MAKE A SWARM TRAP(Workshop) Sat 27 Aug 2016
|TIME||9AM – 12PM|
|DATE||Sat 27 Aug 2016|
|PLACE||Hotel Hotel, Canberra|
|COST||$95 / $60 concession|
Help out the bee by making a swarm trap – a safe house for honey bees. In this workshop, you will make your very own swarm trap to take home and install with the hope of providing shelter to a bee colony. Join in on a pre-fab trap design workshop and learn about swarming, swarm traps, and the best time and locations to install them. In collaboration with Hotel Hotel’s resident beekeeper you will learn what to do if you do attract a colony and how to protect their complex architecture including wax and comb. By setting up safe bee houses in our cities, suburbs and the bush, we can prevent the destruction of bee colonies. Long live the bee.
There are no live bees at this workshop.
Only 20 places available. Bookings are essential.
All Fix and Make program attendees get 15% off their stay at Hotel Hotel. Book via hotel-hotel.com.au using the booking code HHFIXANDMAKE. Fine print – subject to availability and not available on some Saturdays or parliamentary sitting dates.
Nic Dowse studied architecture, but prefers beekeeping. He is the founder of beekeeping kitchen/studio Honey Fingers. In the warmer months, when bees are chasing nectar, Honey Fingers is an urban beekeeping enterprise. In the cooler months, when the bees are inside eating their hard-earned honey, Honey Fingers is a collaborative studio practice.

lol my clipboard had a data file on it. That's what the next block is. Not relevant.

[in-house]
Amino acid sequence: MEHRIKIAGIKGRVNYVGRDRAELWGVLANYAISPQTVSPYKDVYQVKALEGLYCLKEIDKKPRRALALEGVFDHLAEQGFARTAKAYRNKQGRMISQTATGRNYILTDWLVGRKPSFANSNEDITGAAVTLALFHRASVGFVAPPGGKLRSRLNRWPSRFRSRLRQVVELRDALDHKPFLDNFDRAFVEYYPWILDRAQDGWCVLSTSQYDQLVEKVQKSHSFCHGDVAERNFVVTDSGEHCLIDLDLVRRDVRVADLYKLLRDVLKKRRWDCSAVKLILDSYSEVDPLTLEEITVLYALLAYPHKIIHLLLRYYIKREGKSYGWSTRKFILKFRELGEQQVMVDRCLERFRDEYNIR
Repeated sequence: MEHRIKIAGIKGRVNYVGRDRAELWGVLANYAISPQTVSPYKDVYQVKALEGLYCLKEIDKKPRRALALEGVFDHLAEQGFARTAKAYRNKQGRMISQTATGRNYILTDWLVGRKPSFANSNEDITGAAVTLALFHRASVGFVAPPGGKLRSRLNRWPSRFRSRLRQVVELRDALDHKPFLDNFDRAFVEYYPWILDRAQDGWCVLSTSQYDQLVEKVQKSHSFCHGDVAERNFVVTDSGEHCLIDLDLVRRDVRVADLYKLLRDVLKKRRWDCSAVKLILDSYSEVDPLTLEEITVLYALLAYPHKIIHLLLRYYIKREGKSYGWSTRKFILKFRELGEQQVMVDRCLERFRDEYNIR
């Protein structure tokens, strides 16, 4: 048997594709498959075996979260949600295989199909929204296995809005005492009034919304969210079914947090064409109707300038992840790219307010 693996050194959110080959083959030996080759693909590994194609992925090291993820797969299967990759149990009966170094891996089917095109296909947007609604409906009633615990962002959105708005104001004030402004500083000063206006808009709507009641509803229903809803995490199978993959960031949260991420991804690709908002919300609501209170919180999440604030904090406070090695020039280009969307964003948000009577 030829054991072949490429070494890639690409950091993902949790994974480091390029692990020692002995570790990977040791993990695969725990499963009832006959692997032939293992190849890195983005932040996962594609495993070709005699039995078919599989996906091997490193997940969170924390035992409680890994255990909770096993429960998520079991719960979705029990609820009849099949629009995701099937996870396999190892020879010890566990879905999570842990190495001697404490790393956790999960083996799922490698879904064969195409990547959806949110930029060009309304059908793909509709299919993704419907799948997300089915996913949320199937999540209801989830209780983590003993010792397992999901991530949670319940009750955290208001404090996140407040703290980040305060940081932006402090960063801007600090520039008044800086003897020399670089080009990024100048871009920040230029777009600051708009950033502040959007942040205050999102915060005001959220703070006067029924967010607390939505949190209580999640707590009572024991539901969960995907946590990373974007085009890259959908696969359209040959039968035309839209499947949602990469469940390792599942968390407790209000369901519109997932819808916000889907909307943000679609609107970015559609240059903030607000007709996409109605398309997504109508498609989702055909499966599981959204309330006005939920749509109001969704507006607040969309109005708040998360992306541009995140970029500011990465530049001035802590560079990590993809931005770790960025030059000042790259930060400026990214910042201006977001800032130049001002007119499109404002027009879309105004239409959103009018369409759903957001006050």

Rachel Elliot-Jones (Melbourne) and Stephanie Poole (Zurich) are the co-founders of Many Many, an itinerant curatorial and publishing platform concerned with rituals of making and interdisciplinary design practice. Many Many publishes House Wear, an occasional publication about nomadic culture, across art, design, architecture and writing.
Sarah and Dermot AsIs Sha’Non
Sarah and Dermot are a daughter and father team re-homing bees. With appreciation for the industry and importance of these little pollinators, they collect swarms and remove and re-house bees from places that cause difficulties for people, such as house walls and ceilings or bird boxes. During relocation they take special care to recycle the comb to extract honey and wax from these temporary homes. Sarah has taken a keen interest in video and photography around the hive, with her work being used for training material on beekeeping courses and extending beekeepers knowledge through publications such as The Australasian Beekeeper magazine and the Australian Beekeeping Guide (2015) as well as in promotional/educational posters.